genetic ingineering
Genetic pollution
Genetic pollution is a controversial[1][2] term for uncontrolled [3][4] gene flow into wild populations. This gene flow is undesirable according to some environmentalists and conservationists, including groups such as Greenpeace, TRAFFIC, and GeneWatch UK.
Genetically modified food controversies
Genetically modified food controversies
Health
The genetically modified foods controversy is a dispute over the use of foods and other goods derived from genetically modified crops instead of conventional crops, and other uses of genetic engineering in food production.
The dispute involves consumers, biotechnology companies, governmental regulators, non-governmental organizations, and scientists.
In 2006, the Pew Initiative on Food and Biotechnology made public a review of U.S. survey results from 2001-2006.[30] The review showed that Americans' knowledge of genetically modified foods and animals was low through the period.
Protests
Concern about gene flow drives some protesters. In May 2012, a group called "Take the Flour Back" led by Gerald Miles protested against plans by a group from Rothamsted Experimental Station, based in Harpenden, Hertfordshire, England, to stage an experimental trial to use genetically modified wheat to repel aphids. The researchers, led by John Pickett, wrote a letter to the group "Take the Flour Back" in early May 2012, asking them to call off their protest, aimed for 27 May 2012.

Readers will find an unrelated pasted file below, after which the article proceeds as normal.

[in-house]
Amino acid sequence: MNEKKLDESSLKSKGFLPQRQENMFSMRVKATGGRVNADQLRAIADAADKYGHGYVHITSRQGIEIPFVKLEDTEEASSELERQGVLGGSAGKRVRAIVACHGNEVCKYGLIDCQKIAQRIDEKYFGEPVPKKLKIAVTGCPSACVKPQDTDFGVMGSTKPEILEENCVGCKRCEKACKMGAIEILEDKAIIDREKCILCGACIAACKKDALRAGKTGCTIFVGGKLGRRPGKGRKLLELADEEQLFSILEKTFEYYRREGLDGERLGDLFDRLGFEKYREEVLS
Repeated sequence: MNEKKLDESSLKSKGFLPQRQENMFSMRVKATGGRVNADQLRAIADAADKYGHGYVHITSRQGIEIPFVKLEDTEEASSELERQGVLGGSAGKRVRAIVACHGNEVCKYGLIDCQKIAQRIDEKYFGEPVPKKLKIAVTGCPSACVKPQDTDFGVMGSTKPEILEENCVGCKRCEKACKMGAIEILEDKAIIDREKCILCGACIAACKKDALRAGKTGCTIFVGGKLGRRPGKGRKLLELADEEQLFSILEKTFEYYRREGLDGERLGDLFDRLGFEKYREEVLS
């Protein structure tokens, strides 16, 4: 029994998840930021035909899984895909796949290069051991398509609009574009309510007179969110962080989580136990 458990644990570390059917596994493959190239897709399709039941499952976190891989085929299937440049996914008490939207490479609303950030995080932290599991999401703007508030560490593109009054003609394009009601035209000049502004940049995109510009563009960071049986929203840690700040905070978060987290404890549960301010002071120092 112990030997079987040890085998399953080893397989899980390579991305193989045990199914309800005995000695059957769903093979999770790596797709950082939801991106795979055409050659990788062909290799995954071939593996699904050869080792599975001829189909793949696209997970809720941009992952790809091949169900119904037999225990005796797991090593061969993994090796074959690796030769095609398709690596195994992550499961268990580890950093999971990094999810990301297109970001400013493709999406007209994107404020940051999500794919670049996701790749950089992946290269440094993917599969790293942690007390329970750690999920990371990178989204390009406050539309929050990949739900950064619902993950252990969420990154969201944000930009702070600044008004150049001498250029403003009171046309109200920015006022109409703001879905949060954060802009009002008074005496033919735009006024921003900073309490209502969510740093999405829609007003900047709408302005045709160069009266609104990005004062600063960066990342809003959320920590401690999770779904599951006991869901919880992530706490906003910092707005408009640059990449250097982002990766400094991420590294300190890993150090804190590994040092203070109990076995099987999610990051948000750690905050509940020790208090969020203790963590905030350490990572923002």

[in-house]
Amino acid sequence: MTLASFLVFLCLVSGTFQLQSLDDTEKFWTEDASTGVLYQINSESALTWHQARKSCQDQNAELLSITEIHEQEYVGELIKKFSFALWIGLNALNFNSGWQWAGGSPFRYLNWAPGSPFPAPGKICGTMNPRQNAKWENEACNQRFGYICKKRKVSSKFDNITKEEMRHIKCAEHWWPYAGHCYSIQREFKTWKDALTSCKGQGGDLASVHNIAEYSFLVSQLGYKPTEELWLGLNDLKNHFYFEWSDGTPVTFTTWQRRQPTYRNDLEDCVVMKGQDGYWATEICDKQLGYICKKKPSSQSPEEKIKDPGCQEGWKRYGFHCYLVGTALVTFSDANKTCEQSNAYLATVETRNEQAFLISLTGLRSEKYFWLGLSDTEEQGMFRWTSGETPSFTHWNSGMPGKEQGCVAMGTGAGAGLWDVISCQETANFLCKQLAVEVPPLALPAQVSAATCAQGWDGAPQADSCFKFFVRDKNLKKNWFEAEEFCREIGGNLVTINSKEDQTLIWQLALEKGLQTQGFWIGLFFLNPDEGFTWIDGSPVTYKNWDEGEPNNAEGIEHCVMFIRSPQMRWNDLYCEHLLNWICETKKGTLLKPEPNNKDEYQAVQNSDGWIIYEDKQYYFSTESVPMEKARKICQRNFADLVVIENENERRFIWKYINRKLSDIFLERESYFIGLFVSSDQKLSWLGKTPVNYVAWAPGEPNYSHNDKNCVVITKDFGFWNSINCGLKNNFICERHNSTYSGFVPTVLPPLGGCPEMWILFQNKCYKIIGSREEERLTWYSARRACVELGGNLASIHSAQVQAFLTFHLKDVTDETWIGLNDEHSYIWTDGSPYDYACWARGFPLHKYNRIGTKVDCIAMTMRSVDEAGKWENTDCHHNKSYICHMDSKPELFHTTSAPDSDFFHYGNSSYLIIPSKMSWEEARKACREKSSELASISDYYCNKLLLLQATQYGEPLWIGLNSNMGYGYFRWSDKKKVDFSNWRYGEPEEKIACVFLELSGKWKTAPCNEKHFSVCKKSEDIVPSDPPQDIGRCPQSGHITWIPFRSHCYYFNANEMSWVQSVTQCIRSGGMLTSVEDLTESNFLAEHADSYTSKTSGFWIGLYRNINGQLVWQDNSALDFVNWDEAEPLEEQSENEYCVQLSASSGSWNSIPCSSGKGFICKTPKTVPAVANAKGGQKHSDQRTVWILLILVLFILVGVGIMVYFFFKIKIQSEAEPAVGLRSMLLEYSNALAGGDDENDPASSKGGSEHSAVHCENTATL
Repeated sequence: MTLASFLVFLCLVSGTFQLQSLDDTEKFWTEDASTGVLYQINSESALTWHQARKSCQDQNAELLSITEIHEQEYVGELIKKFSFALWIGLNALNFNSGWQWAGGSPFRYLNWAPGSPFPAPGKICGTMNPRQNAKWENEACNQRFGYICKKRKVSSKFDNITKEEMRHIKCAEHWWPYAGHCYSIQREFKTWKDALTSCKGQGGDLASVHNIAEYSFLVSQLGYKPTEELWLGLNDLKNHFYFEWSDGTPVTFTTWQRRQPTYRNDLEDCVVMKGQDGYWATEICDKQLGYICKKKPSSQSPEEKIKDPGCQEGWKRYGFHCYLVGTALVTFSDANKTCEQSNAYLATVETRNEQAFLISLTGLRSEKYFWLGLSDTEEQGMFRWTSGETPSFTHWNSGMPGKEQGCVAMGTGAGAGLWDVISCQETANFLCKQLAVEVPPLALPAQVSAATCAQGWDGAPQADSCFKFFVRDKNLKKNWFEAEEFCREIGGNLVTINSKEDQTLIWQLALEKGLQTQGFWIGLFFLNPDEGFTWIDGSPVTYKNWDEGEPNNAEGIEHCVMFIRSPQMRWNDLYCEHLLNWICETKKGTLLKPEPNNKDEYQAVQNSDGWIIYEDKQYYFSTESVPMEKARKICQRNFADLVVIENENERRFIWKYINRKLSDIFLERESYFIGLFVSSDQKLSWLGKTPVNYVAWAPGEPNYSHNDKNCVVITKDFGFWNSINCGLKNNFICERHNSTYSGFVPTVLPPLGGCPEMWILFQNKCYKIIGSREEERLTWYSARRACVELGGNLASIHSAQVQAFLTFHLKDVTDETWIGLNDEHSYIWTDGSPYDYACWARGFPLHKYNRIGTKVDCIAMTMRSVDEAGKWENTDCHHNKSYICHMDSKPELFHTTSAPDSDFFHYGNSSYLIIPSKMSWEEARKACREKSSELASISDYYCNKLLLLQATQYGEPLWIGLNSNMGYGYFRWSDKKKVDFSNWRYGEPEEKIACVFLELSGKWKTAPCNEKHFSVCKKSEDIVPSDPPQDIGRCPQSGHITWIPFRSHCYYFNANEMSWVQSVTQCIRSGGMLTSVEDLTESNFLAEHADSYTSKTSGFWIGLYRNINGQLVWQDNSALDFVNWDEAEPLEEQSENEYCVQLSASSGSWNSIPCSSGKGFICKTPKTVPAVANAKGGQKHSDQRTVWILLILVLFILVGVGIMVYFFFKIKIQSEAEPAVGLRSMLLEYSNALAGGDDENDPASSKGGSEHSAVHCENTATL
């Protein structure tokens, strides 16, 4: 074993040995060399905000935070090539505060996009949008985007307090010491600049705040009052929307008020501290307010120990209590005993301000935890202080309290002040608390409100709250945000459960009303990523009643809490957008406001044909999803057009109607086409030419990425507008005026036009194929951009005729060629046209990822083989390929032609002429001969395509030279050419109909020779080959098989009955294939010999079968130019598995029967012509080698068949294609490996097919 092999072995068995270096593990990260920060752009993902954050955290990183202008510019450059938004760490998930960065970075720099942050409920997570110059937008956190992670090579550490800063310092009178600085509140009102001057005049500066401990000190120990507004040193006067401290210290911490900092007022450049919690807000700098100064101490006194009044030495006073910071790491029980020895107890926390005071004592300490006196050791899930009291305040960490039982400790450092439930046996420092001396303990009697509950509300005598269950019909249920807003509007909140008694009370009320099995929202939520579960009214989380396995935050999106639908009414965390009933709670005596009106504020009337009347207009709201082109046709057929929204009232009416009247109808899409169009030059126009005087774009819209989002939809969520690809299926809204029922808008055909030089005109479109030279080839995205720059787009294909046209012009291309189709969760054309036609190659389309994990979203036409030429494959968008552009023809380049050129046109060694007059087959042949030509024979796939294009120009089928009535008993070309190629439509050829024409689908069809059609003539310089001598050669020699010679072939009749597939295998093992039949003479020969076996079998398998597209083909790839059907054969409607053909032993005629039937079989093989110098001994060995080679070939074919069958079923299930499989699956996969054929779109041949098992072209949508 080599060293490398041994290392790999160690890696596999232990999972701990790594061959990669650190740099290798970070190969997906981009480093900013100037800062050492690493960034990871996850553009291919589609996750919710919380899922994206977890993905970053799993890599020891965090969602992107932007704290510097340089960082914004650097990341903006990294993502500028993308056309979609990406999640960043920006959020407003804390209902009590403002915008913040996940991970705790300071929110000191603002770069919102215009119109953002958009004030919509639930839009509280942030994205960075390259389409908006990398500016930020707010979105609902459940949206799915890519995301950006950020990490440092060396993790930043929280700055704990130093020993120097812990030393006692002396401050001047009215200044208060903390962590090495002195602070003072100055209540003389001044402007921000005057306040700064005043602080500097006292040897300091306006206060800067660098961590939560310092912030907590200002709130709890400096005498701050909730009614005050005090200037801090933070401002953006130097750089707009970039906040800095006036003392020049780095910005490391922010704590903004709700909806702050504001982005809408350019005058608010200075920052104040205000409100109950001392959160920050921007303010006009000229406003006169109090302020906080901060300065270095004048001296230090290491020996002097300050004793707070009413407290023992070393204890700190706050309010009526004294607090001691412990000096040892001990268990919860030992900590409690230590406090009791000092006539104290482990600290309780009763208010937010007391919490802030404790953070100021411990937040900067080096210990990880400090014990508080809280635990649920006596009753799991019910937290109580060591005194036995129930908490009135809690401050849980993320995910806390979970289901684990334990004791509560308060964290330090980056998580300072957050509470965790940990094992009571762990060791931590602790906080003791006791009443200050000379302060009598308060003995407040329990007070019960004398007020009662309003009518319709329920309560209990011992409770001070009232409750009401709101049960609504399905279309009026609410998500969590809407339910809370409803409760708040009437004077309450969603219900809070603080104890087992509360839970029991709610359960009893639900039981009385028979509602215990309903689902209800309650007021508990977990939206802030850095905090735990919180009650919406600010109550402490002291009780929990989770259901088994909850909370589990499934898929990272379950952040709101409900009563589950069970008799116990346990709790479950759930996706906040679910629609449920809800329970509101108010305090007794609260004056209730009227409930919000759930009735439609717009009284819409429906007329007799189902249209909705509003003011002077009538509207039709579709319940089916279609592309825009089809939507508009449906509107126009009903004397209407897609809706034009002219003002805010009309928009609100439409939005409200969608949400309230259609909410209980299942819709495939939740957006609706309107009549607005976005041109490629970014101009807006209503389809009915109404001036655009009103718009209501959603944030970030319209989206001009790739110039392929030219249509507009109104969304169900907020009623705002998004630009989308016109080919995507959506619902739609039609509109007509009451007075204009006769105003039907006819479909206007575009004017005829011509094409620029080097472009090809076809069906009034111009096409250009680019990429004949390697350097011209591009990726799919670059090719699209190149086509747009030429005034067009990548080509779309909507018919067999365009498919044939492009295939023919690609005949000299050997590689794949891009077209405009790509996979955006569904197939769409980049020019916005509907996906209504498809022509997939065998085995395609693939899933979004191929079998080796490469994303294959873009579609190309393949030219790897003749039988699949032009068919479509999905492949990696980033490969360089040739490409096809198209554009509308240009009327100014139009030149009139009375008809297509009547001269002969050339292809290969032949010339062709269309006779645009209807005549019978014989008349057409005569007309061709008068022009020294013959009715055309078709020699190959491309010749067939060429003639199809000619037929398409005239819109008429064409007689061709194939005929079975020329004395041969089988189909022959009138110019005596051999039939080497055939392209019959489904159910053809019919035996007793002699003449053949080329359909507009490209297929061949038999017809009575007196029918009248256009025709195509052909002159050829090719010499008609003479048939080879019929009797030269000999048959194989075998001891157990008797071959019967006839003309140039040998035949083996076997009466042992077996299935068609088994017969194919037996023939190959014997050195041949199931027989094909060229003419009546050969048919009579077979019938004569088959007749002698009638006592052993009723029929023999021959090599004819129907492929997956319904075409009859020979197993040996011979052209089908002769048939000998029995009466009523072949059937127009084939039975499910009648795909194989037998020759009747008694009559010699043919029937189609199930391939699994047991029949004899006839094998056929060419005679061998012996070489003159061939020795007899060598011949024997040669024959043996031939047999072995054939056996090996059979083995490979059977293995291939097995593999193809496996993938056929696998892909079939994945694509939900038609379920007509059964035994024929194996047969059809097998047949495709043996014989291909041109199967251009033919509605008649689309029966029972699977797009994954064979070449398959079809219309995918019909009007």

There is a widespread perception that eating food from genetically modified crops is more risky than eating food from conventionally farmed crops. However, there is broad scientific consensus that food on the market derived from such crops poses no greater risk than conventional food.
Nanotoxicology
Nanotoxicology is the study of the toxicity of nanomaterials. Because of quantum size effects and large surface area to volume ratio, nanomaterials have unique properties compared with their larger counterparts.
Nanopollution
Nanotechnology
The nuclear power debate is a controversy about the deployment and use of nuclear fission reactors to generate electricity from nuclear fuel for civilian purposes. The debate about nuclear power peaked during the 1970s and 1980s, when it "reached an intensity unprecedented in the history of technology controversies", in some countries.
nuclear issues
Nuclear weapon
A nuclear weapon is an explosive device that derives its destructive force from nuclear reactions, either fission or a combination of fission and fusion. Both reactions release vast quantities of energy from relatively small amounts of matter. The first fission ("atomic") bomb test released the same amount of energy as approximately 20,000 tons of TNT.
Nuclear meltdown
Nuclear and radiation accidents and incidents
Nuclear fallout
Nuclear fallout, or simply fallout, also known as Black Rain, is the residual radioactive material propelled into the upper atmosphere following a nuclear blast or a nuclear reaction conducted in an unshielded facility, so called because it "falls out" of the sky after the explosion and shock wave have passed.